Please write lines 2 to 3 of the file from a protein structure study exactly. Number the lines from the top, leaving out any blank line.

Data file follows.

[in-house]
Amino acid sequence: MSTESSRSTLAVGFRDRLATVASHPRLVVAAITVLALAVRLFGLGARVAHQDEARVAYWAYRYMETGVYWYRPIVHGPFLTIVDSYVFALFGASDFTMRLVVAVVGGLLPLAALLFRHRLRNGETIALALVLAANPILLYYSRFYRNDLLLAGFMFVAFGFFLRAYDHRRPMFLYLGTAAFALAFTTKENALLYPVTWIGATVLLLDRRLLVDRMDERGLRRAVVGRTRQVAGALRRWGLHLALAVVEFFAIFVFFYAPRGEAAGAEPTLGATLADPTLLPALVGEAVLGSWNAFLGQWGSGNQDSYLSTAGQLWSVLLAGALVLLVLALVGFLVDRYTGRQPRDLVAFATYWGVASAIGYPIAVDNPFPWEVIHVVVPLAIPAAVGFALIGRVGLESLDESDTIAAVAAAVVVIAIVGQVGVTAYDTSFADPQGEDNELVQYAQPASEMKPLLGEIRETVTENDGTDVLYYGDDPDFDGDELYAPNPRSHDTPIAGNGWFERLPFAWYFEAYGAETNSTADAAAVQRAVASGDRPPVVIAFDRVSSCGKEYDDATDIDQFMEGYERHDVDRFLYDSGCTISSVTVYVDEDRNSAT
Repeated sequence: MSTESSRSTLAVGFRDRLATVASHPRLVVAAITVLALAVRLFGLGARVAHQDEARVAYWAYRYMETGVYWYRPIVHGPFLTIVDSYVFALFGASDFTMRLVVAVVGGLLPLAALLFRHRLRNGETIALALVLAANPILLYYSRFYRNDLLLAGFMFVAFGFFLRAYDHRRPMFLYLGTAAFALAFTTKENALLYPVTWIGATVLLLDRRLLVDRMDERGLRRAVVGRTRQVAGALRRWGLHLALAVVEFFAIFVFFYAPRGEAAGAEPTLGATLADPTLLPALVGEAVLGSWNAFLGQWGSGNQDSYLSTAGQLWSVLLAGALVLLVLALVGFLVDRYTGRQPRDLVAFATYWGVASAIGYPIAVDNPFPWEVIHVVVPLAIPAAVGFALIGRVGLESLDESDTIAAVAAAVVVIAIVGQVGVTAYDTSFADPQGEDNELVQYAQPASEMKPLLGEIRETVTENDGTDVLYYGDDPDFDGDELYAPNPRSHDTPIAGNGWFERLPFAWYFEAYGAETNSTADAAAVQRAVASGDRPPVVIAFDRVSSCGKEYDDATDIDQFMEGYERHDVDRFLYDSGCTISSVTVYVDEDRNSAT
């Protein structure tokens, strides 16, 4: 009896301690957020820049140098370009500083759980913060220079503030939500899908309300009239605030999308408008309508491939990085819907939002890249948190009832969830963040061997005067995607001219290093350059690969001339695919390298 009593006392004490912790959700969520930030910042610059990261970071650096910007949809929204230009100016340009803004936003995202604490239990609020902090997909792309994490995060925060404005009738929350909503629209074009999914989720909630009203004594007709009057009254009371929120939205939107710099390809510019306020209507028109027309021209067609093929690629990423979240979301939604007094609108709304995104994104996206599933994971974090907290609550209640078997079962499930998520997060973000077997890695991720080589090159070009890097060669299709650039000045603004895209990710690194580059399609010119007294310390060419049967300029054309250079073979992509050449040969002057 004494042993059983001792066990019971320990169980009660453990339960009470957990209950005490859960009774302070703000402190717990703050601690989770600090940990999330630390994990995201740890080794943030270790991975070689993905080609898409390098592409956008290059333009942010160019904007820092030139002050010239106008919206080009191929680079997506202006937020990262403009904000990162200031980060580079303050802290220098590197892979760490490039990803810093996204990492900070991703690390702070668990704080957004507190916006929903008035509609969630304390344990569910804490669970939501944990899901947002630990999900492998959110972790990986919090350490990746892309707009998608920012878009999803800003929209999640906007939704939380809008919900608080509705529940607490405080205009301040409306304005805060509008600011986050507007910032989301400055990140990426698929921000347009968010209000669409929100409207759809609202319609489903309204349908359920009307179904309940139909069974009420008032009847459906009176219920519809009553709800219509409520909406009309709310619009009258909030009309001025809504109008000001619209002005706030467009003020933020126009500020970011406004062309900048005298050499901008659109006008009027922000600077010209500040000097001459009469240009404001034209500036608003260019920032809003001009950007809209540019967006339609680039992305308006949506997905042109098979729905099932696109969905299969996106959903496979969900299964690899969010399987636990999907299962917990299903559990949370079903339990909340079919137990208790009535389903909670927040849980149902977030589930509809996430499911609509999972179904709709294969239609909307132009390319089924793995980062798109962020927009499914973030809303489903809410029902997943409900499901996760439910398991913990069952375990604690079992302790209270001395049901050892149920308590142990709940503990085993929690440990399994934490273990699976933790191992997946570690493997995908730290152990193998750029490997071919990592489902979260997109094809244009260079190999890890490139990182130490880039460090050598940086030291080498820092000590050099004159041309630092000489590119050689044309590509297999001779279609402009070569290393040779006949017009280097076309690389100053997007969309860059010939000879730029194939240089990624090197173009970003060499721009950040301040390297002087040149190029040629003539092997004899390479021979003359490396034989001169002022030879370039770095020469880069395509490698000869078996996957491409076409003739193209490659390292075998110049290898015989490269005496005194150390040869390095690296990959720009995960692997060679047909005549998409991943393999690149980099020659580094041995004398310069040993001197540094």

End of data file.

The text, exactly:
Amino acid sequence: MSTESSRSTLAVGFRDRLATVASHPRLVVAAITVLALAVRLFGLGARVAHQDEARVAYWAYRYMETGVYWYRPIVHGPFLTIVDSYVFALFGASDFTMRLVVAVVGGLLPLAALLFRHRLRNGETIALALVLAANPILLYYSRFYRNDLLLAGFMFVAFGFFLRAYDHRRPMFLYLGTAAFALAFTTKENALLYPVTWIGATVLLLDRRLLVDRMDERGLRRAVVGRTRQVAGALRRWGLHLALAVVEFFAIFVFFYAPRGEAAGAEPTLGATLADPTLLPALVGEAVLGSWNAFLGQWGSGNQDSYLSTAGQLWSVLLAGALVLLVLALVGFLVDRYTGRQPRDLVAFATYWGVASAIGYPIAVDNPFPWEVIHVVVPLAIPAAVGFALIGRVGLESLDESDTIAAVAAAVVVIAIVGQVGVTAYDTSFADPQGEDNELVQYAQPASEMKPLLGEIRETVTENDGTDVLYYGDDPDFDGDELYAPNPRSHDTPIAGNGWFERLPFAWYFEAYGAETNSTADAAAVQRAVASGDRPPVVIAFDRVSSCGKEYDDATDIDQFMEGYERHDVDRFLYDSGCTISSVTVYVDEDRNSAT
Repeated sequence: MSTESSRSTLAVGFRDRLATVASHPRLVVAAITVLALAVRLFGLGARVAHQDEARVAYWAYRYMETGVYWYRPIVHGPFLTIVDSYVFALFGASDFTMRLVVAVVGGLLPLAALLFRHRLRNGETIALALVLAANPILLYYSRFYRNDLLLAGFMFVAFGFFLRAYDHRRPMFLYLGTAAFALAFTTKENALLYPVTWIGATVLLLDRRLLVDRMDERGLRRAVVGRTRQVAGALRRWGLHLALAVVEFFAIFVFFYAPRGEAAGAEPTLGATLADPTLLPALVGEAVLGSWNAFLGQWGSGNQDSYLSTAGQLWSVLLAGALVLLVLALVGFLVDRYTGRQPRDLVAFATYWGVASAIGYPIAVDNPFPWEVIHVVVPLAIPAAVGFALIGRVGLESLDESDTIAAVAAAVVVIAIVGQVGVTAYDTSFADPQGEDNELVQYAQPASEMKPLLGEIRETVTENDGTDVLYYGDDPDFDGDELYAPNPRSHDTPIAGNGWFERLPFAWYFEAYGAETNSTADAAAVQRAVASGDRPPVVIAFDRVSSCGKEYDDATDIDQFMEGYERHDVDRFLYDSGCTISSVTVYVDEDRNSAT